That Was The Week That Was

This first week of 2022 I previewed some upcoming Lindbergh events and reflected on whether Christians ought to treat biography as hagiography, hamartiography, or something else. Elsewhere: • Yesterday my university decided to shift most classes online for the remainder of our J-term. I’m fine with that in our situation, but there are good reasons to … More That Was The Week That Was

That Was The Week That Was

This week I considered the problem of evangelical catechesis, reflected on the length of biographies, and reported on the Anabaptist round of the Following Jesus conversation. Elsewhere: • The history of the American Civil War led Dan Williams to wonder “why, despite abundant historical and contemporary evidence that biblical interpretations vary widely, does the Bible continue … More That Was The Week That Was

That Was The Week That Was

This week I tried to excite incoming Christian college students about academics, announced my participation in an ecumenical conversation about Jesus (more on that here next week), launched a launch team for my next book (two or three spots still open!), recorded a podcast about the politics of the Olympics, and asked whether it’s possible … More That Was The Week That Was

That Was The Week That Was

This week I celebrated my 10th anniversary of blogging, and a vacation on Lake Superior made me reflect on the importance of historical complexity. Elsewhere… • It’s always good to see your own country through other eyes, like those of the BBC journalist who wrote that, “in modern-day America, there is no such thing as a … More That Was The Week That Was

Some Early Praise for My Lindbergh Biography…

I’ve read Charles Lindbergh: A Religious Biography of America’s Most Infamous Pilot several times now. Each pass through the manuscript leaves me with two, deeply Midwestern thoughts: “I think this turned out okay,” and “I wonder if anyone will like it.” So it’s always a relief and a terror to hear back from the first … More Some Early Praise for My Lindbergh Biography…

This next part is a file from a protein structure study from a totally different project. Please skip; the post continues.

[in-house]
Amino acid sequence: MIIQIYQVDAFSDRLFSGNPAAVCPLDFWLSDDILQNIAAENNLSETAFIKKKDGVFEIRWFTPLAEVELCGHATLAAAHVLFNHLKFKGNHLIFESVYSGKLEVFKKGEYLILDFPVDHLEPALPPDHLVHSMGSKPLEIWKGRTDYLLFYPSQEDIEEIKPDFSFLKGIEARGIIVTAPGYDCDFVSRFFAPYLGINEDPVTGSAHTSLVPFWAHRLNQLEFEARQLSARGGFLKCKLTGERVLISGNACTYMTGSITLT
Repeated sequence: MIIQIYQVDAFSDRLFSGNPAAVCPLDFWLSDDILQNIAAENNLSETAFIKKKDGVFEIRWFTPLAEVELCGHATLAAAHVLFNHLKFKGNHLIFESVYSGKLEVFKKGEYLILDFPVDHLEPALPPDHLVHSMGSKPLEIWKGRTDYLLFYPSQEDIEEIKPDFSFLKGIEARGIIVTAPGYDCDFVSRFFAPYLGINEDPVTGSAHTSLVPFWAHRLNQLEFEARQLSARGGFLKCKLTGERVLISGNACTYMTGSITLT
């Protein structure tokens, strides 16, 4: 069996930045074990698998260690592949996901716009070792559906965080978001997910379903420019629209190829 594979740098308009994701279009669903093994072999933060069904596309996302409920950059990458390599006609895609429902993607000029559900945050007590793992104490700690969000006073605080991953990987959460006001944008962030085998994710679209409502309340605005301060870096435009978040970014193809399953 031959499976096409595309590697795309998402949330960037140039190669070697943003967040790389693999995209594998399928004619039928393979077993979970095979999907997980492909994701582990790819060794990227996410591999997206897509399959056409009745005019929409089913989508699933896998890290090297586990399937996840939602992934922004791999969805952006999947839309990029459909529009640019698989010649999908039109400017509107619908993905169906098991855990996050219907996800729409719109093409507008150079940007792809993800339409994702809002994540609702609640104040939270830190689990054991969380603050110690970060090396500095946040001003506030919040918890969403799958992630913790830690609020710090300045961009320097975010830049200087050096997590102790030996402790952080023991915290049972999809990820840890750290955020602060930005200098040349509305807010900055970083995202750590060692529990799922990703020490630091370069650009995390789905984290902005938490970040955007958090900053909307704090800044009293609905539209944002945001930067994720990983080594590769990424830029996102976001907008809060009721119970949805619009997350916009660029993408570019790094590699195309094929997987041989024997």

That Was The Week That Was

This week I celebrated the value of scholarly citation (really) and told the story of a rather enterprising Catholic priest who lamented the rise of what we now call “religious nones” at the end of World War II. Elsewhere: • Bob Smietana broke the story of popular speaker-writer Beth Moore leaving the Southern Baptist Convention. • If … More That Was The Week That Was

That Was The Week That Was

Another quiet week at The Pietist Schoolman, but I wrote about a mostly-forgotten American Bible and (tangentially) the 35th anniversary of the Challenger explosion for The Anxious Bench and offered some college-to-careers advice to Zippia users. Elsewhere: • It’s probably not a good sign that a leading historian on violence in American politics is feeling … More That Was The Week That Was

That Was The Week That Was

After a busy start to the New Year, I gave The Pietist Schoolman a week off and worked on syllabi for the spring semester. But elsewhere, I reviewed a new Winston Churchill biography for Christianity Today and convened a group of Anxious Bench contributors to suggest books that serve as important artifacts and analyses of … More That Was The Week That Was

That Was The Week That Was

This week I interviewed a political scientist colleague about the Jan. 6 insurrection, endorsed a statement on that event by a group of Christian historians, considered the historical context for political appeals to Ecclesiastes 3, and mentioned a few of the other Minnesotans who play roles in my Charles Lindbergh biography. Elsewhere: • I’m not sure … More That Was The Week That Was